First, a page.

Breathe Technologies, Inc. recently announced that the United States Food and Drug Administration (FDA) has approved its critical care Breathe Technologies Life2000 Ventilation System. The device is designed to provide both continuous and intermittent ventilatory support to care for patients who need mechanical ventilation.
Breathe Technologies is a manufacturer and developer of medical technologies designed to address patients who suffer from respiratory insufficiency and neuromuscular diseases. The company announced that the FDA has granted 510(k) clearance for their Breathe Technologies Life2000 Ventilation System as indicated for those in need of positive pressure ventilation delivered invasively (through ET tube) or non-invasively (through mask). The ventilator can be used at home and under institutional settings, but the company notes that it should be administered by qualified and trained personnel under a physician’s supervision.
The company expects the Breathe Technologies Life2000 Ventilation System to be available and commercialized in the United States starting in late 2015.
“We are pleased to announce the FDA clearance of the Breathe Technologies Life2000 Ventilation System. This clearance underscores our commitment to providing healthcare providers and patients with another therapeutic option for critical care ventilation,” said Larry Mastrovich, CEO and president of Breathe Technologies.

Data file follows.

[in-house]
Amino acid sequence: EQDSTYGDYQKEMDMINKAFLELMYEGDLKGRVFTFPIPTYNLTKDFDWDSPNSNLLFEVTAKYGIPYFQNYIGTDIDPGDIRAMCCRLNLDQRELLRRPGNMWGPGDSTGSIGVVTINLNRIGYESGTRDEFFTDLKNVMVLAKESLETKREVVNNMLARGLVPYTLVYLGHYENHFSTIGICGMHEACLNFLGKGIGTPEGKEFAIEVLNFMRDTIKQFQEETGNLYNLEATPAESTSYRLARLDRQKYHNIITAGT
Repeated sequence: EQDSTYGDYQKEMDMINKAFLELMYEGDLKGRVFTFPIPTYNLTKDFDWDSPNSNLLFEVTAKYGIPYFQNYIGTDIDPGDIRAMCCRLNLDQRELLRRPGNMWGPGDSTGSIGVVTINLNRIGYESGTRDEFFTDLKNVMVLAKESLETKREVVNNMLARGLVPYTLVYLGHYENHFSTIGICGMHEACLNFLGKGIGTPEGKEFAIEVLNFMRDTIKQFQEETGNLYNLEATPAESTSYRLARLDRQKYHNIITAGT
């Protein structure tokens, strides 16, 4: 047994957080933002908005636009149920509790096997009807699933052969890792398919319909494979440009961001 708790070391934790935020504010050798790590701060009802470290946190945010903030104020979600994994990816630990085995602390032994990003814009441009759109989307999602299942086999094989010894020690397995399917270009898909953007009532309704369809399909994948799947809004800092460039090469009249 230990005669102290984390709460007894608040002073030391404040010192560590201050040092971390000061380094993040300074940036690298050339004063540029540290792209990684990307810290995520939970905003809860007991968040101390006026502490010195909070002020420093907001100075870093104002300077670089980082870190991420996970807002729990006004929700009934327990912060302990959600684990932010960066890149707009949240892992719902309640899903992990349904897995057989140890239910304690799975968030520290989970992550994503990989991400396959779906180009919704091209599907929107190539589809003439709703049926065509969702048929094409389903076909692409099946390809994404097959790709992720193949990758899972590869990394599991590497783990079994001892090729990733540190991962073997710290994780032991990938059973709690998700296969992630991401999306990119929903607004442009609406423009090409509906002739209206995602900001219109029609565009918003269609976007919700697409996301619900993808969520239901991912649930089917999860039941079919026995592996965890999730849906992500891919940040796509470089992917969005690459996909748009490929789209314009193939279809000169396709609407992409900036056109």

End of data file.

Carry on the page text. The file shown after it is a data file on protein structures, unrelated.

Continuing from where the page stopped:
In addition to this respiratory system, Breathe Technologies also manufactures the Non-Invasive Open Ventilation (NIOV) System, which is the first wearable and lightweight ventilator available on the market to reduce the effort of breathing that assists in patient mobility. The company is developing a strong product pipeline whose goal is to address unmet needs for respiratory care. Kleiner Perkins Caufield & Byers, Deerfield Management Company, L.P., Roddenbury Foundation, DAG Ventures, Morgan Creek, BioMed Ventures, and Synergy Partners International are main investors.
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The Non-Invasive Open Ventilation (NIOV) System to improve pulmonary rehabilitation in patients with respiratory insufficiency diseases and neuromuscular diseases was shown to be effective, according to data presented at the biennial COPD9USA meeting, which took place last weekend in Chicago. The study was pivotal in the device’s recent acceptance.
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